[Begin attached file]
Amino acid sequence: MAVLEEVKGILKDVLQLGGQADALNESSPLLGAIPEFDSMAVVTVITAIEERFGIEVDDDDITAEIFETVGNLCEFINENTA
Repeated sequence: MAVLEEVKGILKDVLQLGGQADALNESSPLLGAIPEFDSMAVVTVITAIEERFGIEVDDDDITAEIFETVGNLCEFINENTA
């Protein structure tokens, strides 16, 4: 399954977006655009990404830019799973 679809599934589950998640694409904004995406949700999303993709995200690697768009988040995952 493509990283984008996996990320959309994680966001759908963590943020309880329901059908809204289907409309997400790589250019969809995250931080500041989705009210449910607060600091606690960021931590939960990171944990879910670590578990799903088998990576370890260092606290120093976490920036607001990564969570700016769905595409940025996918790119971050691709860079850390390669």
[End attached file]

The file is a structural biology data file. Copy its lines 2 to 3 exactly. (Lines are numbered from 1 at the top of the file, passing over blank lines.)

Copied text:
Repeated sequence: MAVLEEVKGILKDVLQLGGQADALNESSPLLGAIPEFDSMAVVTVITAIEERFGIEVDDDDITAEIFETVGNLCEFINENTA
């Protein structure tokens, strides 16, 4: 399954977006655009990404830019799973 679809599934589950998640694409904004995406949700999303993709995200690697768009988040995952 493509990283984008996996990320959309994680966001759908963590943020309880329901059908809204289907409309997400790589250019969809995250931080500041989705009210449910607060600091606690960021931590939960990171944990879910670590578990799903088998990576370890260092606290120093976490920036607001990564969570700016769905595409940025996918790119971050691709860079850390390669």